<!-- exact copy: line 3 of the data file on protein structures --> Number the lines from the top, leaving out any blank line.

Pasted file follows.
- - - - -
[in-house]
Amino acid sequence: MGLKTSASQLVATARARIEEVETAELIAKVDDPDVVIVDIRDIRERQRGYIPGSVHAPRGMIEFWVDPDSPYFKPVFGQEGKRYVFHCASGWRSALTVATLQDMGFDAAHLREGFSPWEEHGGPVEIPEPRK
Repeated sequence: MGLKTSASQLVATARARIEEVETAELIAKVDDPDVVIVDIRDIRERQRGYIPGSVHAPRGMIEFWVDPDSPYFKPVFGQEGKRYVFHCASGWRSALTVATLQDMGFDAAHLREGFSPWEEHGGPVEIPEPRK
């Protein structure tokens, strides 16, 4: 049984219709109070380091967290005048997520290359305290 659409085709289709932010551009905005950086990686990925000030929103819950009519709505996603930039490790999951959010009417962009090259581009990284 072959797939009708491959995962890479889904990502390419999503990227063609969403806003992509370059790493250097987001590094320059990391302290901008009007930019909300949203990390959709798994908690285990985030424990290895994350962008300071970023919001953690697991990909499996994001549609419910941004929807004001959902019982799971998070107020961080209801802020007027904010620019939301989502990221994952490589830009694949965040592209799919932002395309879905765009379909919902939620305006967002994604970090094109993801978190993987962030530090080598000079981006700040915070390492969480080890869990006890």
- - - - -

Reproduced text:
Repeated sequence: MGLKTSASQLVATARARIEEVETAELIAKVDDPDVVIVDIRDIRERQRGYIPGSVHAPRGMIEFWVDPDSPYFKPVFGQEGKRYVFHCASGWRSALTVATLQDMGFDAAHLREGFSPWEEHGGPVEIPEPRK